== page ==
BBC Caribbean tributes - and more
TRIBUTES TO BBC CARIBBEAN
Your say on the closure of BBC Caribbean
Thanks for your years of valuable service to our region. Your progam would be greatly missed by me and my family. We always
eagerly looked forward to as it played a vital role in making us aware of important happenings/events within the Caribbean.
All the best to your reporters, and thanks again for the contribution you all made to us.
(The) loss of the BBC(Caribbean) is no small item and the impact of another voice eliminated can be offset by the countries’
I would like to add my voice to the many who have sent in their regrets at the closure of BBC Caribbean service. BBC Caribbean
news has been a truly outstanding service, giving us a broad vision of what is going on in the Region as well as events relevant
to the Region. I would especially like to praise the presenters for the professional way in which they brought us the news,
right up to the very end. We will sorely miss their voices on this excellent programme.
The death knell of BBC Caribbean Service, a sad day for truly balanced and fair news coverage in this part of the world. With
most other news coverage controlled by one political party or another, this is truly a major loss.
Very short-sighted to close a service enjoyed by MANY thousands and contributed much to good thinking and mature thinking.
What fond memories I will retain of the broadcasts by the BBC Caribbean Service during my 2 year residence on Dominica. The
reports served the diaspora as daily icons of recognition and unity with the rest of the world. Ironically, the region has
quietly served and contributed to the British Empire for centuries; how utterly humiliating it must be for that same "empire"
to cut off their poverty stricken subjects from a vital link they have to the rest of the world. Radio, not the internet,
remains the affordable option.
It would be remiss of me if I did not laud this service and hence, let you know how it will be greatly missed. I recall my
moving to the USA and the weeks of home-sickness experienced. It was only after purchasing a short-wave radio which made it
possible for me to listen to the BBC World Service that the adjustment became tolerable.
Taking BBC (Caribbean) away from us in the Caribbean is like taking away part of our life. It is so sad that we have to
part with our most credible source of news from the Caribbean at a time when politics is involved with radio stations in the
Caribbean and Caribbean people sometimes wonder whether the news is credible as some governments dictate what news must go
on the air. I get my Caribbean news from BBC in the mornings before work and sometimes in the afternoon. Do we have to send
a petition to the (British) government to keep at least some of our Caribbean programs on BBC instead of shutting it down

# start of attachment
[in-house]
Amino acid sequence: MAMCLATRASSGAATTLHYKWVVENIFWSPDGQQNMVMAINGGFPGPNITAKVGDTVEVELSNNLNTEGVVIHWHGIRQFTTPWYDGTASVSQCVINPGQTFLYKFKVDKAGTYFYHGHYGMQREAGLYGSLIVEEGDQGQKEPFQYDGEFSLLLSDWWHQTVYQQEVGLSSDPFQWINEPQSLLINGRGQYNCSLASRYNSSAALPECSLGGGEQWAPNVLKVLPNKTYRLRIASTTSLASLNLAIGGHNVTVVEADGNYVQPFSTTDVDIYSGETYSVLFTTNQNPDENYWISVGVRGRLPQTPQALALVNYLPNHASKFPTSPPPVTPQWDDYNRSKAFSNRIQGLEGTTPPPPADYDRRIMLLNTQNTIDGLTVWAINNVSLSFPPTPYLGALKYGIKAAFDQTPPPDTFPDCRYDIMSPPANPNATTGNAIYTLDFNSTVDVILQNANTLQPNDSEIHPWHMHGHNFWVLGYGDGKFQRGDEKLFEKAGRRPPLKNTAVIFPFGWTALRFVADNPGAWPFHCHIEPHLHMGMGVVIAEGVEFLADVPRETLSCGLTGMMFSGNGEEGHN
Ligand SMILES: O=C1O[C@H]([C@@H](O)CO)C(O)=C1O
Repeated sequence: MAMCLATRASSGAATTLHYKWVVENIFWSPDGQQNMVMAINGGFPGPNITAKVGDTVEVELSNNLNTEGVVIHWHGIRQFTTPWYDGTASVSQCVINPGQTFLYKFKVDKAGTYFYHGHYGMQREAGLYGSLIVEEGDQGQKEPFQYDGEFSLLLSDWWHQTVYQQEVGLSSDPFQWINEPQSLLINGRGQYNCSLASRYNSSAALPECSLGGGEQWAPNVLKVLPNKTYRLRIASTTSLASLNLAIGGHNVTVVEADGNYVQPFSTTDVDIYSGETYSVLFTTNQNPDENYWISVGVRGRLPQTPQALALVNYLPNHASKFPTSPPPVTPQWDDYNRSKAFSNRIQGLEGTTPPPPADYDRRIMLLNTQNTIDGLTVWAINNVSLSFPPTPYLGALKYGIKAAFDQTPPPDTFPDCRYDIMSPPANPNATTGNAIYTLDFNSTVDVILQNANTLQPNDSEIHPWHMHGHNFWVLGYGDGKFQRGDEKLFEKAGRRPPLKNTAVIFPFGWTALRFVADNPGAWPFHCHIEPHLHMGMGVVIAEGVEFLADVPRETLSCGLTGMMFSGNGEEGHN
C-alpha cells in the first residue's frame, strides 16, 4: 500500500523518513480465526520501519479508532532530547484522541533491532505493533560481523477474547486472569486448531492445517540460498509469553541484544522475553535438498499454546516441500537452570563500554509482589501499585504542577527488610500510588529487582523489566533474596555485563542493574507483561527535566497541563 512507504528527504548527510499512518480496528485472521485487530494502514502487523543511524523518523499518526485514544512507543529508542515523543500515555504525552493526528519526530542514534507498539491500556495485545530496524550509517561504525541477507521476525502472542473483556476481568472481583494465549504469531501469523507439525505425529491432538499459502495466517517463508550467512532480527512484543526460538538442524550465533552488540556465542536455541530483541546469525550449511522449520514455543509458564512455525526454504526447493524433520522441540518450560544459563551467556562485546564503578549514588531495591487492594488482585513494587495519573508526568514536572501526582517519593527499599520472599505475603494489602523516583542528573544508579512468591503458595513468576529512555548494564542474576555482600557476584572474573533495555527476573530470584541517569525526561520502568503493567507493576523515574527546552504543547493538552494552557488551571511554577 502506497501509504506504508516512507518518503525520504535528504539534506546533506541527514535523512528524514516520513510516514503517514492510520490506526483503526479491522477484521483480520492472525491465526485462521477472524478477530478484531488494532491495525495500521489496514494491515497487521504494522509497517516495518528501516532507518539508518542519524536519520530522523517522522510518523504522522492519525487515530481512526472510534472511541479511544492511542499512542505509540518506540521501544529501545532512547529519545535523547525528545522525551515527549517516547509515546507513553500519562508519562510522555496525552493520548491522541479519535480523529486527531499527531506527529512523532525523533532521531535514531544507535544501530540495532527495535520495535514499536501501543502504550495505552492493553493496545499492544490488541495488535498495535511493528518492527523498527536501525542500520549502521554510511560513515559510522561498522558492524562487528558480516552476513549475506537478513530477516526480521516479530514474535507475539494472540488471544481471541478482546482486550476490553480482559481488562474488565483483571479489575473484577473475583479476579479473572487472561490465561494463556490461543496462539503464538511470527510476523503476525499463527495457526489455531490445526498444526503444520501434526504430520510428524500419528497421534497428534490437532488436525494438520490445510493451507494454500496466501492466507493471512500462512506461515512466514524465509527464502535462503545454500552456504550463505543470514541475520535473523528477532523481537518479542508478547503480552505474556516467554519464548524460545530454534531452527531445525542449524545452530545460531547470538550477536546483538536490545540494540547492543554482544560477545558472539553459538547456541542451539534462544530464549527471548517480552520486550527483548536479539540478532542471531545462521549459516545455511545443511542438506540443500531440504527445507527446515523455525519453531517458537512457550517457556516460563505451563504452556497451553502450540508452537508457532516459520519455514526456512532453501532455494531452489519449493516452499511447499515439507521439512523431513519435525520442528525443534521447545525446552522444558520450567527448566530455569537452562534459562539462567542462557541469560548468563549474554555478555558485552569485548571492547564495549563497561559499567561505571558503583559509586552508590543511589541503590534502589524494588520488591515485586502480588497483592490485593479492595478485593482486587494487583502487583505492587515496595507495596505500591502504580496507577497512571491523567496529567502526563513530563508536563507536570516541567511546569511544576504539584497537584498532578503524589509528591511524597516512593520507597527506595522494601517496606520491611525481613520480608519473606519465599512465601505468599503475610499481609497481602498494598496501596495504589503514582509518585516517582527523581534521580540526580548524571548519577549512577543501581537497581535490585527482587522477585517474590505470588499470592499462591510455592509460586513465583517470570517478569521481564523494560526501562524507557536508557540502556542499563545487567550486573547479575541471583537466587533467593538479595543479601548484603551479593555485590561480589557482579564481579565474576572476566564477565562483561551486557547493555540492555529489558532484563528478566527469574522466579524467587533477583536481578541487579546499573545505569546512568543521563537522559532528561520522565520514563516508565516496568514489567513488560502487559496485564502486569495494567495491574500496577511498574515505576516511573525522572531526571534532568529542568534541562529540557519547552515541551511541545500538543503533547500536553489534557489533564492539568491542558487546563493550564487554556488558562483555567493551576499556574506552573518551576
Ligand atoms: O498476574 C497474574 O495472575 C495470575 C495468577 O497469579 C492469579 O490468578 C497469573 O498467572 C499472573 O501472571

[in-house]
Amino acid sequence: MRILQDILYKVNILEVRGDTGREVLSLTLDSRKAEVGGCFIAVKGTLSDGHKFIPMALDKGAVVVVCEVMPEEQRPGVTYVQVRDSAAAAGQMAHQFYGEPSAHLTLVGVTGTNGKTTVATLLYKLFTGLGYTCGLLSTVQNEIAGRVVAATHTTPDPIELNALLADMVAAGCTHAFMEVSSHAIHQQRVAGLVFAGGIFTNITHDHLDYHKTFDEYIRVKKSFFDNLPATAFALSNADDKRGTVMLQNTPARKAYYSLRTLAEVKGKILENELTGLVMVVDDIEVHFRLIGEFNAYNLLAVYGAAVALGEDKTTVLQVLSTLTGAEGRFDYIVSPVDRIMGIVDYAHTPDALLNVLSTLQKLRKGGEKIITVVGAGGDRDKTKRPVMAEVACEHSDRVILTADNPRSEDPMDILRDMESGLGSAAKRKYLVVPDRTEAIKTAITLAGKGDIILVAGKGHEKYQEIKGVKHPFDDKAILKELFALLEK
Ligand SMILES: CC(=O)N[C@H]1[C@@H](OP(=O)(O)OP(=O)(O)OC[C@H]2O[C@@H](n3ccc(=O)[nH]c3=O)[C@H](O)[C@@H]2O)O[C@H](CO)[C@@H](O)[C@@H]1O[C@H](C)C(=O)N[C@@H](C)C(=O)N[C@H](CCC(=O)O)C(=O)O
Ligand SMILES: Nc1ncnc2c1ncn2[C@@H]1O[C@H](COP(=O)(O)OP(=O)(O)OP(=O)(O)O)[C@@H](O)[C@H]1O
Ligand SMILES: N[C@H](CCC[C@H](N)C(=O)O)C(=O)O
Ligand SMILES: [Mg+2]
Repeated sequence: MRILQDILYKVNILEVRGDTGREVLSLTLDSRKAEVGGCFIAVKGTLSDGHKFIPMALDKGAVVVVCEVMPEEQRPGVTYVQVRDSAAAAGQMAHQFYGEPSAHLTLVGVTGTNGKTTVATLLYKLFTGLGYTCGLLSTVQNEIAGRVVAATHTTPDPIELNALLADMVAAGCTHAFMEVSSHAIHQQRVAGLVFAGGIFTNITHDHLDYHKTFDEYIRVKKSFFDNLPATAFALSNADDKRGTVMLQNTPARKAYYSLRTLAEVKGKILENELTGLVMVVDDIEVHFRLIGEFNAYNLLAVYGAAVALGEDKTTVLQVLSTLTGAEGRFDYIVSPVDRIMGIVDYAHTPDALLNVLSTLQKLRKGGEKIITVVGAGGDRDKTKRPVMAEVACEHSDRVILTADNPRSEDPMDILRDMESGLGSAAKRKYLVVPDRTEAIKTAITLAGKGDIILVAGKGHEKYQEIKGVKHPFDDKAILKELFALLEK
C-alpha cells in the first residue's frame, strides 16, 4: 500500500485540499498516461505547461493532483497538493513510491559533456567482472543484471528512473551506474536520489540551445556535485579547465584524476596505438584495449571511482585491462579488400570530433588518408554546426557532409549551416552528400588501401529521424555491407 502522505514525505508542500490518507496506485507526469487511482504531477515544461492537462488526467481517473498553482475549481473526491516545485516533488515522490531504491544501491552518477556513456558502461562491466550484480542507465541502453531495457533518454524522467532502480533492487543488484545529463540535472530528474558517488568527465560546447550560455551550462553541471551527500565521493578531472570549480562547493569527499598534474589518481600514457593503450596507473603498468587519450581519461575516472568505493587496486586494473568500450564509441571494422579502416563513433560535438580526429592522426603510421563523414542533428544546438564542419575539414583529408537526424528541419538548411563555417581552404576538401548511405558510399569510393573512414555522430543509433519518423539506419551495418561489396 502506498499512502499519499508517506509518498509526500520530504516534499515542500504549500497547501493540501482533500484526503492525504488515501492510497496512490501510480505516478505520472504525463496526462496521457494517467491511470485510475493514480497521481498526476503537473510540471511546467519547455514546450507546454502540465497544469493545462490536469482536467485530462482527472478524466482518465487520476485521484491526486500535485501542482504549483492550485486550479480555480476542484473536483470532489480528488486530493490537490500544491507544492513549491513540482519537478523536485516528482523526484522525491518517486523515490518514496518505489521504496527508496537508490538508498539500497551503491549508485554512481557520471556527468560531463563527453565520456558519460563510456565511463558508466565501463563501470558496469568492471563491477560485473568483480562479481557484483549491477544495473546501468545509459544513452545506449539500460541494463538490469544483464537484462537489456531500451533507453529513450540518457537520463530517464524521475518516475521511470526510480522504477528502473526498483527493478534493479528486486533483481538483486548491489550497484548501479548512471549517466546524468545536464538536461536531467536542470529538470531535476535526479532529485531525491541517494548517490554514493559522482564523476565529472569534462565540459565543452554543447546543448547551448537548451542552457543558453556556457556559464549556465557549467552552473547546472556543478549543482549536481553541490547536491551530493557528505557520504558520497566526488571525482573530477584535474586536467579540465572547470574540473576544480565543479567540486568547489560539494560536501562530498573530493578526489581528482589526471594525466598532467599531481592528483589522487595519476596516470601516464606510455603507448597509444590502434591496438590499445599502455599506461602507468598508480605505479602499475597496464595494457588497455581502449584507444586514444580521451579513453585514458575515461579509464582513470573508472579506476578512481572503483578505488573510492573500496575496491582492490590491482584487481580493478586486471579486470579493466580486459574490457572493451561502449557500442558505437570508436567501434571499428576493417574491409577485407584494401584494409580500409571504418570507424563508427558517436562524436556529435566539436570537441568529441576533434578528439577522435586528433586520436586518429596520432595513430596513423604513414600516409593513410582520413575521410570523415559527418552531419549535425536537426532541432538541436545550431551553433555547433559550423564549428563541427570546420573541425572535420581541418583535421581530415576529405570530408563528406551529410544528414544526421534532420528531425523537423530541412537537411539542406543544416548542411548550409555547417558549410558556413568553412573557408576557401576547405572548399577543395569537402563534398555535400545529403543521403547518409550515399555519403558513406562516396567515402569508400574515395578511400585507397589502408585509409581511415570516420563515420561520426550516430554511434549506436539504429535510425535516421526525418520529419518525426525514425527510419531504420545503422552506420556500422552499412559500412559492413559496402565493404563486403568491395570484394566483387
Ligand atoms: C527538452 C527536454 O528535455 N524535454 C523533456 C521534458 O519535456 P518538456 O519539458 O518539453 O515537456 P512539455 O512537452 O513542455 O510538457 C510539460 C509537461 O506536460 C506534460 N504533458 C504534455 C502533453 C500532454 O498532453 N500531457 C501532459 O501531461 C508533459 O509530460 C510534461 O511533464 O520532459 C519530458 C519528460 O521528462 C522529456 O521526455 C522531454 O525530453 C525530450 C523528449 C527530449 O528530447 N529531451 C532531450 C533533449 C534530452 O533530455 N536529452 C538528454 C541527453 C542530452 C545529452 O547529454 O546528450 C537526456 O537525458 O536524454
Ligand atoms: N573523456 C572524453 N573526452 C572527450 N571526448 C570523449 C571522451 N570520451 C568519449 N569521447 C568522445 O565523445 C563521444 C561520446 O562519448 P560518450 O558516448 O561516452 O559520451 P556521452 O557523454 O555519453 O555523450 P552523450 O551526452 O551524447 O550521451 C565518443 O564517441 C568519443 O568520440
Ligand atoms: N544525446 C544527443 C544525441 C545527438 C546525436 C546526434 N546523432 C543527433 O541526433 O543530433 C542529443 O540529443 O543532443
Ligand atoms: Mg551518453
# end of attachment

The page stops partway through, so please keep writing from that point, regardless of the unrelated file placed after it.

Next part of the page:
totally? Thanks to the management and staff of the BBC for this great service. It is with sadness and a bleeding heart that
I have to come to terms with the closure of BBC Caribbean.
I am truly upset about the closure of the BBC Caribbean. As a citizen of the Caribbean living in the Bahamas, I dutifully
kept abreast with developments in the Caribbean, listening to the BBC Caribbean news. It is a blow to us in the region, after,
what I describe as this long umbilical cord relationship with Britain. If there was one thing they should have left on their
will for us, here in the Caribbean, is the BBC Caribbean, so we can remain close to each other. Kindly review this decision.
Please don’t stop the BBC feed to the FM stations in the Caribbean. It’s bad enough we wont have Caribbean reports but the
loss of BBC would be tragic for all. Please let us know of any petitions.
The people of St Kitts are extremely upset over the cut back of radio broadcast by the BBC in the Caribbean. Many residents
of the Caribbean depend on BBC radio to keep them on top of the world news. I have been stopped by people in the street to
inquire as to why this service has been terminated. Please consider the importance of this service to people who have no other
access to such vital information.
Sorry to hear that you have to close the BBC's Caribbean programmes. I'm working here in the US, and my nephew who visited
for about two weeks last summer, listened - for every day that he was here - to the BBC's Caribbean Service! Antiguans, and
I'm sure every West Indian, listened avidly to the BBC; it was one of the biggest wireless forms of education in the region.
I remember well when I was in secondary school the teachers gave assignments to listen to the BBC.
I am utterly shocked to hear that you will be cutting the Caribbean English languge service. please, I beg you to reconsider.
The majority of those who listen to the service don't have access to the internet and depend on radio broadcasts. Please remember